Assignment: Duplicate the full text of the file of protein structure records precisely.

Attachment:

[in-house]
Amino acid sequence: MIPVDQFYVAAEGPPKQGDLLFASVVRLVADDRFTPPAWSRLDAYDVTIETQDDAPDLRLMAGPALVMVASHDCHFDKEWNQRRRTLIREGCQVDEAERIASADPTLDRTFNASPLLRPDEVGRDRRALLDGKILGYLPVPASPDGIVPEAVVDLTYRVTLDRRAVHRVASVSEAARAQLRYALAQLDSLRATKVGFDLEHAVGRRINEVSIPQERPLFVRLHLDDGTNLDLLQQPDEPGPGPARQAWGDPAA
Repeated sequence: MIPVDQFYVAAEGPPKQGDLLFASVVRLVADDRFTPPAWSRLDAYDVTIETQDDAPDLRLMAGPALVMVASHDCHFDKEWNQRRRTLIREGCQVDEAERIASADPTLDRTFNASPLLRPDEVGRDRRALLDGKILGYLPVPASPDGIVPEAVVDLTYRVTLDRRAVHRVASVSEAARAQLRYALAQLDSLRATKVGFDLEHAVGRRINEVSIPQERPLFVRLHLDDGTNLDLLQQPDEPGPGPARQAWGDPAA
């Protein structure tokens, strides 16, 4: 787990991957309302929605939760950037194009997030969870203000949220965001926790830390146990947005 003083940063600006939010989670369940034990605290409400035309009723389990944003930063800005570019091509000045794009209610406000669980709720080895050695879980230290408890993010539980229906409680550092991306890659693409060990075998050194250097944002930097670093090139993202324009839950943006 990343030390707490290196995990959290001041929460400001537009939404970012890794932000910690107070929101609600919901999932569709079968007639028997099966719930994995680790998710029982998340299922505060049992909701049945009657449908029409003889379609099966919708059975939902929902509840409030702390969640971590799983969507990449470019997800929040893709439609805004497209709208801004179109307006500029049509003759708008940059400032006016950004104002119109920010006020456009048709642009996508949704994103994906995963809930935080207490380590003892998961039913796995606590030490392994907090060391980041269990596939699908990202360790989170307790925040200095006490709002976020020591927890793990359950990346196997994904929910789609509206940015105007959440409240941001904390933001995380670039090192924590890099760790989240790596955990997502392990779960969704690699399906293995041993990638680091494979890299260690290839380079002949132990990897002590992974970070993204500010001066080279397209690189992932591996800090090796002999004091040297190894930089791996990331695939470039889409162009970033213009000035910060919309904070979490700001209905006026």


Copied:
[in-house]
Amino acid sequence: MIPVDQFYVAAEGPPKQGDLLFASVVRLVADDRFTPPAWSRLDAYDVTIETQDDAPDLRLMAGPALVMVASHDCHFDKEWNQRRRTLIREGCQVDEAERIASADPTLDRTFNASPLLRPDEVGRDRRALLDGKILGYLPVPASPDGIVPEAVVDLTYRVTLDRRAVHRVASVSEAARAQLRYALAQLDSLRATKVGFDLEHAVGRRINEVSIPQERPLFVRLHLDDGTNLDLLQQPDEPGPGPARQAWGDPAA
Repeated sequence: MIPVDQFYVAAEGPPKQGDLLFASVVRLVADDRFTPPAWSRLDAYDVTIETQDDAPDLRLMAGPALVMVASHDCHFDKEWNQRRRTLIREGCQVDEAERIASADPTLDRTFNASPLLRPDEVGRDRRALLDGKILGYLPVPASPDGIVPEAVVDLTYRVTLDRRAVHRVASVSEAARAQLRYALAQLDSLRATKVGFDLEHAVGRRINEVSIPQERPLFVRLHLDDGTNLDLLQQPDEPGPGPARQAWGDPAA
């Protein structure tokens, strides 16, 4: 787990991957309302929605939760950037194009997030969870203000949220965001926790830390146990947005 003083940063600006939010989670369940034990605290409400035309009723389990944003930063800005570019091509000045794009209610406000669980709720080895050695879980230290408890993010539980229906409680550092991306890659693409060990075998050194250097944002930097670093090139993202324009839950943006 990343030390707490290196995990959290001041929460400001537009939404970012890794932000910690107070929101609600919901999932569709079968007639028997099966719930994995680790998710029982998340299922505060049992909701049945009657449908029409003889379609099966919708059975939902929902509840409030702390969640971590799983969507990449470019997800929040893709439609805004497209709208801004179109307006500029049509003759708008940059400032006016950004104002119109920010006020456009048709642009996508949704994103994906995963809930935080207490380590003892998961039913796995606590030490392994907090060391980041269990596939699908990202360790989170307790925040200095006490709002976020020591927890793990359950990346196997994904929910789609509206940015105007959440409240941001904390933001995380670039090192924590890099760790989240790596955990997502392990779960969704690699399906293995041993990638680091494979890299260690290839380079002949132990990897002590992974970070993204500010001066080279397209690189992932591996800090090796002999004091040297190894930089791996990331695939470039889409162009970033213009000035910060919309904070979490700001209905006026």